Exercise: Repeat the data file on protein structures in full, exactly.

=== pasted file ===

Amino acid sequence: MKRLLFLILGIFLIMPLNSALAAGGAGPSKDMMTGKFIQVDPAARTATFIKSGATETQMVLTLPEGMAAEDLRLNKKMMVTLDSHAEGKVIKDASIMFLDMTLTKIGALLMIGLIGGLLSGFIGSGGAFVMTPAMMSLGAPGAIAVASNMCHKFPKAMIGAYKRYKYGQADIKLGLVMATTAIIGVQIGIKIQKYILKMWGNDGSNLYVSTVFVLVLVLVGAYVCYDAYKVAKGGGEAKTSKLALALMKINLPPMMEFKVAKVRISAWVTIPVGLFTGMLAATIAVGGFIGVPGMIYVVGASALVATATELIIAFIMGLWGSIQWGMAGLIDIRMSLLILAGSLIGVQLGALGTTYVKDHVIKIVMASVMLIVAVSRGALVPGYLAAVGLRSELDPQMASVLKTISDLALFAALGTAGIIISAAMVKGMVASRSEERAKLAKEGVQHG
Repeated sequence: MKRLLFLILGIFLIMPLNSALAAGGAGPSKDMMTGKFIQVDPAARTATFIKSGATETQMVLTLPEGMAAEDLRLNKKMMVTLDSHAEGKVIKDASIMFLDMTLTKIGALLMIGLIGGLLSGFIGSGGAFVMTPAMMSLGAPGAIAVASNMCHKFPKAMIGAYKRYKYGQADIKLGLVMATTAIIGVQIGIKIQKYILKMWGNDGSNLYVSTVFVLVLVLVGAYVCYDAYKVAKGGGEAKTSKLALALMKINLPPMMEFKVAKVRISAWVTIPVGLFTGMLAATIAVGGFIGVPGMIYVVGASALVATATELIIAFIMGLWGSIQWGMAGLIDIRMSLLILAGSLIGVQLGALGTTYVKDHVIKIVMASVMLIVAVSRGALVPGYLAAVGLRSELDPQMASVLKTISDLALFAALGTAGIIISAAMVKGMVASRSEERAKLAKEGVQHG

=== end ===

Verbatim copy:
Amino acid sequence: MKRLLFLILGIFLIMPLNSALAAGGAGPSKDMMTGKFIQVDPAARTATFIKSGATETQMVLTLPEGMAAEDLRLNKKMMVTLDSHAEGKVIKDASIMFLDMTLTKIGALLMIGLIGGLLSGFIGSGGAFVMTPAMMSLGAPGAIAVASNMCHKFPKAMIGAYKRYKYGQADIKLGLVMATTAIIGVQIGIKIQKYILKMWGNDGSNLYVSTVFVLVLVLVGAYVCYDAYKVAKGGGEAKTSKLALALMKINLPPMMEFKVAKVRISAWVTIPVGLFTGMLAATIAVGGFIGVPGMIYVVGASALVATATELIIAFIMGLWGSIQWGMAGLIDIRMSLLILAGSLIGVQLGALGTTYVKDHVIKIVMASVMLIVAVSRGALVPGYLAAVGLRSELDPQMASVLKTISDLALFAALGTAGIIISAAMVKGMVASRSEERAKLAKEGVQHG
Repeated sequence: MKRLLFLILGIFLIMPLNSALAAGGAGPSKDMMTGKFIQVDPAARTATFIKSGATETQMVLTLPEGMAAEDLRLNKKMMVTLDSHAEGKVIKDASIMFLDMTLTKIGALLMIGLIGGLLSGFIGSGGAFVMTPAMMSLGAPGAIAVASNMCHKFPKAMIGAYKRYKYGQADIKLGLVMATTAIIGVQIGIKIQKYILKMWGNDGSNLYVSTVFVLVLVLVGAYVCYDAYKVAKGGGEAKTSKLALALMKINLPPMMEFKVAKVRISAWVTIPVGLFTGMLAATIAVGGFIGVPGMIYVVGASALVATATELIIAFIMGLWGSIQWGMAGLIDIRMSLLILAGSLIGVQLGALGTTYVKDHVIKIVMASVMLIVAVSRGALVPGYLAAVGLRSELDPQMASVLKTISDLALFAALGTAGIIISAAMVKGMVASRSEERAKLAKEGVQHG